Soppressata Piccante

There are writings dating back to 1719 mentioning the production of “Soppressata” in Southern Italy.

Soppressata-Piccante-final Although there are many types and variations on the name, the “Soppressata di Calabria” is the only Soppressata to have achieved DOP status. DOP certification specifies, among other things, that the pigs used must be born in a region of Calabria, Basilicata, Sicily, Puglia or Campania. They must be a native breed, and their diet can consist of no less than 50% of either barley, fava beans, corn, acorns, or peas.  The salame is traditionally pressed and flattened early in the drying phase to give it its characteristic oblong shape. The curing time is specified as “40 days”.

I skipped the pressing because I’m not trying to achieve DOP status; however, after almost a month in the curing chamber I decided I couldn’t wait any longer to test out the Soppressata Picante! I cut into it this weekend – the flavor and amount of pepper heat was near perfect. The only problem was that the salame wasn’t quite dry enough for my liking. Although it lost over 35% of its “green” weight, it will take at least another two weeks in the curing chamber at 55°/70% humidity to firm up to a proper consistency. I’m sure the larger diameter salame (pictured above) needs another month or more before it’s ready. I have no idea why the rule of thumb is always 30-35% weight loss, I think at that point they are just way too soft. Before I started making my own salame, I would often buy them from places like Calabria Pork Store a bit on the “soft” side and dry them out at home for a few weeks by just hanging them in my kitchen. Having eaten all kinds of salame at different stages of drying, I’ve come to the conclusion the best way to tell if they are ready is by feel rather than weight.

Here’s my Soppressata Piccante recipe:

  • 2270g Pork Shoulder
  • 400g Pork Fat (fatback)
  • 44g Salt
  • 13.5g Glucose
  • 7g Cure #2
  • 2.8g White Pepper (ground)
  • 4g Black Pepper (whole)
  • 50ml Red Wine (I used 100% Sangiovese)
  • 10g Peperoncino Rosso Di Sicilia (ground)
  • 2g Peperoncino Di Calabria (ground)
  • 7g Red Pepper Flakes (US)
  • 9g Paprika
  • B-LC-007 Starter Culture


I ground the dried peppers and mixed most of the ingredients (minus the starter culture) then cut and trimmed the pork shoulder into small cubes that fit easily into my meat grinder. I trim my pork shoulder fairly lean so it’s easier to regulate the fat percentage later with the addition of the fatback. It’s very important that the meat be kept cold at all times during the salame making process so it’s best to partially freeze the meat and fat after cutting and before grinding. On previous batches I have used a slightly more course 9.5mm grinding die that I purchased on Ebay; however, for this recipe I used the large die from the KitchenAid Mixer grinder attachment to grind both the meat and the fat.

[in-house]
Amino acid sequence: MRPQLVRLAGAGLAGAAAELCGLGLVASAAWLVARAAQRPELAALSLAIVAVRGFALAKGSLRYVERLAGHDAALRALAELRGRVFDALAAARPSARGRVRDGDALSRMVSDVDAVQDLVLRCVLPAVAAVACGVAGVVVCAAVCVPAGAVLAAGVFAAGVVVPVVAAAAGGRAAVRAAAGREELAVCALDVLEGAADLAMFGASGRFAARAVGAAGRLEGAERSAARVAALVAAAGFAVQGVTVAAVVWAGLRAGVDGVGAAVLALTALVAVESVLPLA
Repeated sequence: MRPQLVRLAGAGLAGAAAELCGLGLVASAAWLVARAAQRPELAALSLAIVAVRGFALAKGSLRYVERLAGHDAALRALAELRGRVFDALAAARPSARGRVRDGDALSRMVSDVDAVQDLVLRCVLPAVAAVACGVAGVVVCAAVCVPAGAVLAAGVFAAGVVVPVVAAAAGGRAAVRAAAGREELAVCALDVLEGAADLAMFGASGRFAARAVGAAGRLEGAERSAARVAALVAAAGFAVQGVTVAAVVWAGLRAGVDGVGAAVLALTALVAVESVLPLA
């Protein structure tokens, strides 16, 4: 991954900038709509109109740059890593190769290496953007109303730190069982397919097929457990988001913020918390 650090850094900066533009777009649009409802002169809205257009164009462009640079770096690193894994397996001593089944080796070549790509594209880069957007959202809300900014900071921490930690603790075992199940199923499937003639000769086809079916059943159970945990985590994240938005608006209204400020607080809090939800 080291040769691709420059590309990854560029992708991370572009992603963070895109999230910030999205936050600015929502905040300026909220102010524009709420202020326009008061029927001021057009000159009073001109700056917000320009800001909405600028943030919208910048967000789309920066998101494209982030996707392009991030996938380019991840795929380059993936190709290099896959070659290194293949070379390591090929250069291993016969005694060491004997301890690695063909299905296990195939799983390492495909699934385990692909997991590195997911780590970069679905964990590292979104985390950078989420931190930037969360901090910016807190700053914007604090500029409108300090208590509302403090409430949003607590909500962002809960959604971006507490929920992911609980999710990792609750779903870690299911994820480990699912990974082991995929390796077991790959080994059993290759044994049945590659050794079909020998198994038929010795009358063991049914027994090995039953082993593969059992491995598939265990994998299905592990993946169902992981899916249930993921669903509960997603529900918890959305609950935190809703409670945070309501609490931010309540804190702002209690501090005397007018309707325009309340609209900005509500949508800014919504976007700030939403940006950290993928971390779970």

I then cooled the ground meat mixture again, and when it was cold enough, mixed in the spices and vino. The starter culture was added last, and I stuffed the mix into 55-60mm natural beef middles after I made one large salame using a 4.5 inch beef bung  cap from Butcher & Packer.



I have to say the beef bungs are not so pleasant looking and are a royal pain to tie because of their irregular shape, but they make quite a nice large diameter salame! Plus they are “naturally closed” at one end already which does make things a bit easier; however, they need to be stuffed very well to prevent air pockets! After tying and pricking to remove any small air pockets, the Soppressata’s were fermented at 75° and 90% humidity for 48 hours. Then the temperature was reduced to 55° for curing at 70% humidity.

I dipped the salame in Mold 600 Bactoferm and within a few days a nice white mold started to form on everything. Curing time for the smaller Soppressata Piccante’s is about 6 weeks.



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